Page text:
3. Any practice which challenges the limits or boundaries of one or more of the participants.
In my own experience, especially as comes to contest stage fantasies (which let’s be frank, are playing at Edge Play, not Edge Play themselves), Edge Play typically takes one of two forms: Abduction/Rape fantasies (that is, non-consensual/no safeword) or Gun/Knife (that is, inherent danger.  Those two forms are what people have come to expect in an Edge Play presentation.  And thus stuff which should be edgy actually becomes old hat because it has been done enough that the edge has been scraped right off it.

Personally, I like the last definition piece above: challenging limits and boundaries.  I like that because it allows any scene to tackle Edge Play — you don’t have to involve violence or physical danger, but you still have to push boundaries for what is comfortable, allowed, and accepted.  This allows more freedom to reach for the edge, but only if you are willing to take that freedom.  If the bottom can’t handle being restrained, any ropeplay can be edge for him.  Turning the tables on a 100% top can be edge play to the top.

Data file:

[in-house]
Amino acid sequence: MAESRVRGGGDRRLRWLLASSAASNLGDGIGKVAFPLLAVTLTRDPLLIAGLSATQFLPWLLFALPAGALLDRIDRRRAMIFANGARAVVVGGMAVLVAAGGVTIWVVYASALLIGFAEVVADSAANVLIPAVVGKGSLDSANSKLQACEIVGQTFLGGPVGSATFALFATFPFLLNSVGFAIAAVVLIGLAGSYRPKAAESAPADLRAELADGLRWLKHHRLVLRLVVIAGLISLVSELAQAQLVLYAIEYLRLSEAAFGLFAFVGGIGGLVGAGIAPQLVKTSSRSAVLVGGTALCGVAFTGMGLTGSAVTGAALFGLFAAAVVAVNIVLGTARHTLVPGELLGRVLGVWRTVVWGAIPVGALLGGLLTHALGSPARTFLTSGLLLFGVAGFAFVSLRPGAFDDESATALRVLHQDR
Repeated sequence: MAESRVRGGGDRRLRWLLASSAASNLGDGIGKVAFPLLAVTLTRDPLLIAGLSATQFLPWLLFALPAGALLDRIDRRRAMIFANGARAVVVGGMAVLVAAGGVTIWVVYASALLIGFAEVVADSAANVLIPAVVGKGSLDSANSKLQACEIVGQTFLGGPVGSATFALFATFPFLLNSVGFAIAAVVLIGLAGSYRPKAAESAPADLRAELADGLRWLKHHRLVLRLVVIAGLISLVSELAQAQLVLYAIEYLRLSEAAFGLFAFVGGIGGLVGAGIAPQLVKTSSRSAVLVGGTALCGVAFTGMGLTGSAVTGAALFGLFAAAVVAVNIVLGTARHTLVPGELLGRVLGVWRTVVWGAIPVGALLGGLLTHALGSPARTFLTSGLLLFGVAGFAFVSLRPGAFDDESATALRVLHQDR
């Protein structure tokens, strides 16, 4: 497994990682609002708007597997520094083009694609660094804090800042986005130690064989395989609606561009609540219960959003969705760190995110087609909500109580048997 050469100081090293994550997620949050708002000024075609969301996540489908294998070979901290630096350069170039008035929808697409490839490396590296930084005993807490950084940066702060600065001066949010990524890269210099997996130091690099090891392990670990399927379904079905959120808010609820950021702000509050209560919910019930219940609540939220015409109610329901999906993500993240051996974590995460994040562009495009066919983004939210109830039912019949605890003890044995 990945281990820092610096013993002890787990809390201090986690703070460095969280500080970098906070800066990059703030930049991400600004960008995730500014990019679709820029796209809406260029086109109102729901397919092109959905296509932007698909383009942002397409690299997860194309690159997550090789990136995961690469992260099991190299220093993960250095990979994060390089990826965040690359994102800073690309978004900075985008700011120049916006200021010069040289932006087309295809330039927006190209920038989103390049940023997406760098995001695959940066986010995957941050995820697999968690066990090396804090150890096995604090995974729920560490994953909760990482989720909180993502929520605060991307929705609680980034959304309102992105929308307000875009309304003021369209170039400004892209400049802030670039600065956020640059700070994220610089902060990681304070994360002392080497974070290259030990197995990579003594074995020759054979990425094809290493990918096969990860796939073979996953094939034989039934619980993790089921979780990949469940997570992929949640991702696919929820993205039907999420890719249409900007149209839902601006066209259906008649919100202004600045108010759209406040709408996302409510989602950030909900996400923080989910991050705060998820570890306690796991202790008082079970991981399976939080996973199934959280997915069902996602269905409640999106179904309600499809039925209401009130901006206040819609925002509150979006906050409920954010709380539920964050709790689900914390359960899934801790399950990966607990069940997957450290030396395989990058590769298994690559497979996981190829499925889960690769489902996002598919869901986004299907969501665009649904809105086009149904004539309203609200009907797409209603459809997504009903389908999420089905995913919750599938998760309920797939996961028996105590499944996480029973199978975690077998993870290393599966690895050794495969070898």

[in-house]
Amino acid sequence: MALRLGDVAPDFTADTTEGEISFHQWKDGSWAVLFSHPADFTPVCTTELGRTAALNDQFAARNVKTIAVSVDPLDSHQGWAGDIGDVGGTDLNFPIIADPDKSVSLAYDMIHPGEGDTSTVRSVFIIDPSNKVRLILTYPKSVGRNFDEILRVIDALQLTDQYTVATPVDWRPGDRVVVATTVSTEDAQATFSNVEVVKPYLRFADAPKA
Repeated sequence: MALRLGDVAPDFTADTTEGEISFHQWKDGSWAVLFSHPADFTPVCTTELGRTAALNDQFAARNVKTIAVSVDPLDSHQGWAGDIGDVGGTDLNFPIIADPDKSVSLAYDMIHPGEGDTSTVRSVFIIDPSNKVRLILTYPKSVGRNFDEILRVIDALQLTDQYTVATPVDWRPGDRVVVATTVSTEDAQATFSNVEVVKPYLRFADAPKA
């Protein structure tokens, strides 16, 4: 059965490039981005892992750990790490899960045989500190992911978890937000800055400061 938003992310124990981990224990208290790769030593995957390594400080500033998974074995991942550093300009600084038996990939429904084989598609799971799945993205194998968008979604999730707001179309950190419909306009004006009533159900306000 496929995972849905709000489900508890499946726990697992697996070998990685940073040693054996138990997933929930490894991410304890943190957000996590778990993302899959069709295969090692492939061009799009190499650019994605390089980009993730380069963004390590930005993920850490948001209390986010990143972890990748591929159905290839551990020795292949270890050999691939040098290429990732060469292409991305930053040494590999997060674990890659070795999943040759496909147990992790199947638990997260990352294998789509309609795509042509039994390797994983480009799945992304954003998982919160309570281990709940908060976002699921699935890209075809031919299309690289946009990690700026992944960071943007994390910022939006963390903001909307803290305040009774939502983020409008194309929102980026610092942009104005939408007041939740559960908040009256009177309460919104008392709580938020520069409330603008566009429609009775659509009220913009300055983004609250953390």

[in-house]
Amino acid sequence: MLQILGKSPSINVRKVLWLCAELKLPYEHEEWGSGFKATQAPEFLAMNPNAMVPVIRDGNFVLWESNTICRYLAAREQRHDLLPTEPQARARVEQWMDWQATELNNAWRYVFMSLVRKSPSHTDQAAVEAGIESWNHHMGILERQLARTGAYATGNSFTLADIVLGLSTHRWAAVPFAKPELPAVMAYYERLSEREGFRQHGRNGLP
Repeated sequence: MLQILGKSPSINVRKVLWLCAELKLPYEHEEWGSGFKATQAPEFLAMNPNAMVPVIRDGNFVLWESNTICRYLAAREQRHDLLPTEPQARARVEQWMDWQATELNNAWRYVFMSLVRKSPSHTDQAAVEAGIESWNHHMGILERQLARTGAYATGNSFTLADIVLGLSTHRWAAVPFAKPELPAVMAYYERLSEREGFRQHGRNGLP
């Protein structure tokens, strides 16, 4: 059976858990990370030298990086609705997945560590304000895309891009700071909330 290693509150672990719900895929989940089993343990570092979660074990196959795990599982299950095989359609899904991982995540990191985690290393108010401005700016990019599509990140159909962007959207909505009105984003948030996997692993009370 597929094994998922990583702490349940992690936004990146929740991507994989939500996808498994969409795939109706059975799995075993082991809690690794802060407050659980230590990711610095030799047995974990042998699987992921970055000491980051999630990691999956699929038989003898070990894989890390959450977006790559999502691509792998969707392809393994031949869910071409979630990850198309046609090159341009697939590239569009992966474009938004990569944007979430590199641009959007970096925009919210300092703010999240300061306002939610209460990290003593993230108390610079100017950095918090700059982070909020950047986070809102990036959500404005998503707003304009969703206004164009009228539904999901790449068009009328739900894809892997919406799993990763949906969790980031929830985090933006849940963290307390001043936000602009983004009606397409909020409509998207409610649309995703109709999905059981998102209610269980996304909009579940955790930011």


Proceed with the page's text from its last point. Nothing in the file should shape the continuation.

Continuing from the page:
In a contest fantasy, doing “edge play” is two steps more difficult.  First, this is a stage presentation, and most things are thus faked up to some degree.  (Things are at least somewhat pre-choreographed, both parties know the script, warm-up and foreplay get left out, and everything gets compacted to fit in a few minutes of real time.)  Depending on the venue rules, you likely can’t do actual penetration.  You can’t fellate a real gun; you can’t actually cut the bottom or put in hooks or anything resulting in blood and body fluids other than spit; you can’t use open flames.  And the audience knows this, so the power of a takedown, an abduction, a gang rape very quickly evaporates — how long can the audience’s willing suspension of disbelief last when people around them are chit chatting?  Second, the stage fantasy is performance art, and the meaning of art is in the eye of the audience.  It isn’t just you and a partner up there, it is you and a partner and the judges and the audience.  Even if what you are doing is/would be edge play to you, it probably isn’t edge play to everyone present.  (As they say, “What I do is normal, what he does is edge play.”  It doesn’t matter what it is you are doing, someone finds it scary, someone finds it hot, and someone did it three years ago at Inferno and is looking for something new.)